Thursday, July 16, 2009

Episode 113 - End Run

Season 5, Episode 113: End Run
Original Air Date: 1/25/77
Written by: John D. Hess

Directed by: Harry Morgan

This episode opens on the front line, as a group of U.S. solider come under enemy fire. One of the wounded is a young man named Billy Tyler (Henry Brown), who arrives at the 4077th with a nasty wound to his leg. Radar recognizes Tyler, who was a college football star back in Iowa.

Just before he goes under, Tyler tells Hawkeye and B.J. that if they "can't save the leg...don't save me." But despite their best efforts, Tyler's leg wound is too great, and Hawkeye ends up having to amputate it.

Later, in Post Op, Tyler thanks Hawkeye for saving his leg. Hawkeye has to break the news to him that the pains Tyler feels are just "phantom pains", leftovers from the wound. Tyler, for the first time, looks under his blanket, and sees what has happened. He is furious, and, eyes welling up with tears, blames Hawkeye and tells him to go to Hell.

Hawkeye is demoralized by Tyler's reaction, and so is Radar, who comes in to drown his sorrows in booze, as well. Hawkeye tries to take his mind off it by getting involved in a fight between Klinger and Sgt. Zale, organized by Frank, mostly for his own entertainment. He tries getting the two of them to agree to a truce, but it doesn't work.

Later, Radar tells Hawkeye that Billy wants "out"--and not just out of the Army. Hawkeye sits down and has a talk with Billy, but he's adamant about his belief that he has no future without being able to play football.

After Hawkeye leaves, Radar stops by to talk, reminiscing about a great game he saw Tyler play in, where, even though Tyler's team was behind, Tyler simply wouldn't give up until he and his team were victorious.

Remembering that game, Tyler agrees that it was his tenacity that won the day, and says "There's always a way to beat them--you just have to keep searching, until you find it."

In that moment, Tyler realizes what he just heard himself say, and that Radar was drawing it out of him.

Meanwhile, Klinger and Zale's fight commences, with Frank gleefully acting as ringmaster. After they dance around each other, never landing a punch, Frank demands they really start throwing some punches. So they do--both hitting Frank at the same time, knocking him out. The spectators--Hawkeye, B.J., Hot Lips, and others--fall over in hysterics.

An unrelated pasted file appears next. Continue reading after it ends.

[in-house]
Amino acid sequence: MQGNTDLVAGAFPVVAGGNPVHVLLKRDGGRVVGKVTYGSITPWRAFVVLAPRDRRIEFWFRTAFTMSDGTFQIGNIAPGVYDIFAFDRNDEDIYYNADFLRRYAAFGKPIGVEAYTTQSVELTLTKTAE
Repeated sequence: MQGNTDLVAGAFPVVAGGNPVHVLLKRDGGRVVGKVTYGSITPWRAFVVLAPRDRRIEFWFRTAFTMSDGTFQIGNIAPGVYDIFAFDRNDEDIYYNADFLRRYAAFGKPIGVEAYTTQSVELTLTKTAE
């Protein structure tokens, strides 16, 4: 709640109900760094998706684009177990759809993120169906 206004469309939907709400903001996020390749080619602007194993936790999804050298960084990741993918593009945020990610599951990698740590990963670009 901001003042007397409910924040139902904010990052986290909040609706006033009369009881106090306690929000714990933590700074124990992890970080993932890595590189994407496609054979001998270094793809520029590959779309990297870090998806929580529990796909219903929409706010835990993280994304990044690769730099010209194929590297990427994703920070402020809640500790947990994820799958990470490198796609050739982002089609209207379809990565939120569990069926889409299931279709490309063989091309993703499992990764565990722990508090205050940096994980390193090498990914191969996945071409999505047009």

Later, Tyler is being shipped out, and he mentions to Hawkeye that he's going to go for "the short pass"--a term which bewilders Hawkeye but delights Radar. Tyler thanks Hawkeye for all his help.

After Tyler's ambulance departs, Radar explains to Hawkeye that Billy intends to try. Both of them feeling better, they decide to have a drink together at Rosie's Bar. Radar wonders, "Can you get drunk on Grape Nehi?" Hawkeye, putting his arm around Radar, answers: "I don't know, let's find out."

Fun Facts: The second episode of the series directed by Harry Morgan, who shows himself to be a crackerjack TV director. This episode opens with two scenes--one of Billy getting wounded, the other the brawl in Rosie's Bar--brilliantly intercut, with the fight scene being particularly well-executed.

Col. Potter has a tiny role in this episode, like he did in Morgan's previous directing effort, Season Four's "The Novocaine Mutiny." I guess Morgan found it easier to direct an episode when he didn't have to do too much acting in it, either.

Favorite Line: Klinger and Zale engage in a round of insults, with Klinger getting off this good one: "If my dog had your face, I'd shave his butt and teach him to walk backwards."


What The Parrot Saw said...

Radar's pep talk to Billy is one of Burghoff's best performances- in my mind, perfectly executed. Radar obviously learned a thing or two from watching the doctors' (save Frank) bedside manner. He is able to draw Billy out of his self-pity with a warm surefootedness that remains a joy to watch.

Hawkeye's earlier scene is as good. And Henry Brown turns in a terrific performance throughout. You truly witness his fear and despair as he slowly lifts the blanket, terrified to look but knowing that he has to.

Also agree with you one re: the match cuts in the opening- very effective and its a pity that the series didn't indulge in this more.

(The "If my dog had your face..." insult was often bandied about in junior high when I was young. Wouldn't be surprised if M*A*S*H introduced it to the lexicon or at least gave it a wider airing...)

Pepper said...

The end scene with Burns is great, wanting a court martial, then having the tables turned. However it really showed the decline of his character i think, his desperation to 'man up' for Hotlips. ,,,also Potter's response...Burns: These men hit me!

Potter: what do you want me to do, kiss it and make it better..." While Blake struggled to fight Burns most of the time, Potter seemed to be the 'equalizer' that was needed to be greater counter to Burns and Hotlips earlier in season 4

John Monkees HoF said...

Was Iowa college football integrated in the early 1950s? Not sure if Billy could have really been on that team.

Ben said...

Billy could have easily played for the Iowa Hawkeyes in 1949 or 1950 if he wasn't a fictional character. The first black player to play for Iowa was Frank Holbrook in 1895 and 1896, in fact he was the leading scorer for Iowa in 1896. In fact, both the University of Iowa and Iowa State University have a long history of being two of the first mostly white universities to accept black students.

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